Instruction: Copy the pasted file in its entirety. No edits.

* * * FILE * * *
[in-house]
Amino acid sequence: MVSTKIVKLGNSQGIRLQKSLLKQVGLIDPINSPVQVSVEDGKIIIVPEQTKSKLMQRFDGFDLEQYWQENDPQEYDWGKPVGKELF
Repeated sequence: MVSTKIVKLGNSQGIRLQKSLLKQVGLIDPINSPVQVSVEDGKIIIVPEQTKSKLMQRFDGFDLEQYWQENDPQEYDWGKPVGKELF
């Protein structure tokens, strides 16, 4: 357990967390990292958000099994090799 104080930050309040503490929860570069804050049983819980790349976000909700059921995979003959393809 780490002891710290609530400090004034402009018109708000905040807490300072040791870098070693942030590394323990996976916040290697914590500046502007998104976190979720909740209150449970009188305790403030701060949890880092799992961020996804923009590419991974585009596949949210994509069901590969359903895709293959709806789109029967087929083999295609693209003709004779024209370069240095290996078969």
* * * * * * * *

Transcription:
[in-house]
Amino acid sequence: MVSTKIVKLGNSQGIRLQKSLLKQVGLIDPINSPVQVSVEDGKIIIVPEQTKSKLMQRFDGFDLEQYWQENDPQEYDWGKPVGKELF
Repeated sequence: MVSTKIVKLGNSQGIRLQKSLLKQVGLIDPINSPVQVSVEDGKIIIVPEQTKSKLMQRFDGFDLEQYWQENDPQEYDWGKPVGKELF
């Protein structure tokens, strides 16, 4: 357990967390990292958000099994090799 104080930050309040503490929860570069804050049983819980790349976000909700059921995979003959393809 780490002891710290609530400090004034402009018109708000905040807490300072040791870098070693942030590394323990996976916040290697914590500046502007998104976190979720909740209150449970009188305790403030701060949890880092799992961020996804923009590419991974585009596949949210994509069901590969359903895709293959709806789109029967087929083999295609693209003709004779024209370069240095290996078969």